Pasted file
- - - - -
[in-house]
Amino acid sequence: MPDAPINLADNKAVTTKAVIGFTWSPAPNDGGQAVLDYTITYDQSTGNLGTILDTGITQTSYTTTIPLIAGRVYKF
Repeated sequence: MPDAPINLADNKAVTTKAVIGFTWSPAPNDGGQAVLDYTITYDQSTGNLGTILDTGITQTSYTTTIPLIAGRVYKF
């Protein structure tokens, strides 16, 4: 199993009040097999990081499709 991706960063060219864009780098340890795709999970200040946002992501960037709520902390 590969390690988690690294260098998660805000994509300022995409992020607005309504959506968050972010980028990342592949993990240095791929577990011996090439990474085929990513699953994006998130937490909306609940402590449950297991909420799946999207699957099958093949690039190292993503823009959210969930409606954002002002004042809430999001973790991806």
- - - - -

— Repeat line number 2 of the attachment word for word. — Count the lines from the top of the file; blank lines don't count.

Amino acid sequence: MPDAPINLADNKAVTTKAVIGFTWSPAPNDGGQAVLDYTITYDQSTGNLGTILDTGITQTSYTTTIPLIAGRVYKF